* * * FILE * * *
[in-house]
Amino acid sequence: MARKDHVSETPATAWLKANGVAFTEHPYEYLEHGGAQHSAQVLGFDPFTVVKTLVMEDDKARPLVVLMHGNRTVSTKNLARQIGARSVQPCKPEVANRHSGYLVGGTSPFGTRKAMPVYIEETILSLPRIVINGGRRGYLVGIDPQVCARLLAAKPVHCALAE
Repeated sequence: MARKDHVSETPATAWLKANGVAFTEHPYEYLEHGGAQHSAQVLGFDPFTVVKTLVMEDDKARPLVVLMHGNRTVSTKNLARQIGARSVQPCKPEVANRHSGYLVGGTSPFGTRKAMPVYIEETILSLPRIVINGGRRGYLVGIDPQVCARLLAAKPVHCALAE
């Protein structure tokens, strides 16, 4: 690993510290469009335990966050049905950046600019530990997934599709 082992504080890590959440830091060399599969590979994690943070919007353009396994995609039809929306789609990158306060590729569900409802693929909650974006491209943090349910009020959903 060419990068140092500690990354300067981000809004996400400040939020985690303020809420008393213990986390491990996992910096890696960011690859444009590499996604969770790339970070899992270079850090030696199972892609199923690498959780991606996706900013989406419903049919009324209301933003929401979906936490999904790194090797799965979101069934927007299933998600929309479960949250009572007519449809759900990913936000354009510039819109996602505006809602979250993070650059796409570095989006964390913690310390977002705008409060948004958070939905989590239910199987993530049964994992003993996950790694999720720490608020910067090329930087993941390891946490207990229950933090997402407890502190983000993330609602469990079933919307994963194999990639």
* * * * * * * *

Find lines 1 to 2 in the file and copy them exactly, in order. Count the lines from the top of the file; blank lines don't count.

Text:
[in-house]
Amino acid sequence: MARKDHVSETPATAWLKANGVAFTEHPYEYLEHGGAQHSAQVLGFDPFTVVKTLVMEDDKARPLVVLMHGNRTVSTKNLARQIGARSVQPCKPEVANRHSGYLVGGTSPFGTRKAMPVYIEETILSLPRIVINGGRRGYLVGIDPQVCARLLAAKPVHCALAE